When an anonymous speaker’s First Amendment rights conflict with a criminal defendant’s right to due process under the Fifth Amendment, which constitutional protection prevails?
There’s actually not a lot of precedent on how to balance those competing constitutional protections, according to a ruling Tuesday by the 5th U.S. Circuit Court of Appeals. The U.S. Supreme Court has gone out of its way to protect unnamed speakers, hearkening back — most recently in its 1995 ruling in McIntyre v. Ohio Elections Commission — to this country’s long tradition of anonymous political speech. On the other hand, the trial judge in the case before the 5th Circuit believed there was a reasonable possibility that the unmasking of two pseudonymous commenters to an online news article would reveal misconduct by federal prosecutors. Tuesday’s opinion left the 5th Circuit with a chance to change its position some day, but for now, the court said, it’s sticking with the trial judge: The Fifth Amendment trumps the First when anonymous online comments are possible evidence of due process violations.
The circumstances of the case that prompted the 5th Circuit’s holding were, to quote the opinion, “extraordinary.” Last June, after a years-long investigation, the former director of the non-profit New Orleans Affordable Homeownership was indicted by a federal grand jury for allegedly accepting kickbacks from contractors her group employed to repair houses damaged by Hurricane Katrina. Two months after the director, Stacey Jackson, was charged, U.S. District Judge Kurt Engelhardt of New Orleans issued a stunning opinion in a different Katrina corruption case against several former New Orleans police officials. Engelhardt vacated their convictions, finding rampant misconduct by a former first assistant and senior litigation counsel in the New Orleans U.S. Attorney’s office. Among their misdeeds: anonymous online comments and blog posts about ongoing investigations, prosecutions and even trials. To call the posts intemperate would be to understate drastically their offensiveness.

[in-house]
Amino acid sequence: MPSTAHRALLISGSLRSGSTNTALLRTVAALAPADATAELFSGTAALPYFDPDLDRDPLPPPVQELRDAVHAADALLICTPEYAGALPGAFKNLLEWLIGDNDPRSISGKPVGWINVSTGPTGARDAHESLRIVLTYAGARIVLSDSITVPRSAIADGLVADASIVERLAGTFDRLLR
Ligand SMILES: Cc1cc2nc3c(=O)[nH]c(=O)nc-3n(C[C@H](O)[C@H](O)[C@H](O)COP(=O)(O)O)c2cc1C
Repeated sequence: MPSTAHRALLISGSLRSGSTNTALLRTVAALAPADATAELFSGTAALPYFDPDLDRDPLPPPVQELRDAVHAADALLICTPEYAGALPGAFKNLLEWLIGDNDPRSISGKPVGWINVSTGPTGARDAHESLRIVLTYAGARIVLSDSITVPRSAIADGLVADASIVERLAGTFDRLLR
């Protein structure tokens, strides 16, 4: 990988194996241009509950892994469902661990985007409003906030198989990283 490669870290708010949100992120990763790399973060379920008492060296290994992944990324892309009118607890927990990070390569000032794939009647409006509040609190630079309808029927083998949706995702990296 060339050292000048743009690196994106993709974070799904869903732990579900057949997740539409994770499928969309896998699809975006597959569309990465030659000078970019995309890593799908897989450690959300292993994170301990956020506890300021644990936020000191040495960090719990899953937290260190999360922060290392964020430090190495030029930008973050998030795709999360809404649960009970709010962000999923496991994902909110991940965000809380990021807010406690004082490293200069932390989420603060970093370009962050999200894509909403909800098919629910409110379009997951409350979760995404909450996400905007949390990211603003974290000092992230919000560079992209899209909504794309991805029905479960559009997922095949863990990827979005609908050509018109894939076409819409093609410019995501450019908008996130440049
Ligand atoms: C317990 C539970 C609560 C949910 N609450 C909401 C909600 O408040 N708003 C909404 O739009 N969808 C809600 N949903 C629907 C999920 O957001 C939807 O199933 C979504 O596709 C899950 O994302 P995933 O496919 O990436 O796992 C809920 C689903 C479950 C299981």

Three days after Engelhardt issued his opinion, Jackson’s lawyers at Crull, Castaing & Lilly filed a motion to compel the government to turn over the report on its internal investigation of misconduct at the U.S. Attorney’s office. The motion argued(among other things) that defense lawyers had already pressed prosecutors to disclose whether bad apples had posted anonymously about Jackson, but the government had stonewalled. To support the discovery motion, Jackson’s lawyers attached a printout of an online 2008 article about the Jackson investigation at the Times-Picayune’s Nola.com site. The article drew 55 comments, including one signed with a pseudonym used by a former assistant prosecutor cited for misconduct in Judge Engelhardt’s opinion.
The federal magistrate judge in Jackson’s case, Joseph Wilkinson, declined to hand over the internal report to Crull Castaing. But he did single out two anonymous comments on the Times-Picayune’s 2008 article — one signed by “aircheck” and the other by “jammer1954″ — that were posted at around the same time as the comment apparently attributable to the disgraced former assistant U.S. Attorney. If defense lawyers could come up with evidence that those two comments came from management-level prosecutors or investigators or from Justice Department employees directly involved in her case, Wilkinson said, Jackson might be able to establish a pattern of prosecutorial misconduct that violated her due process rights.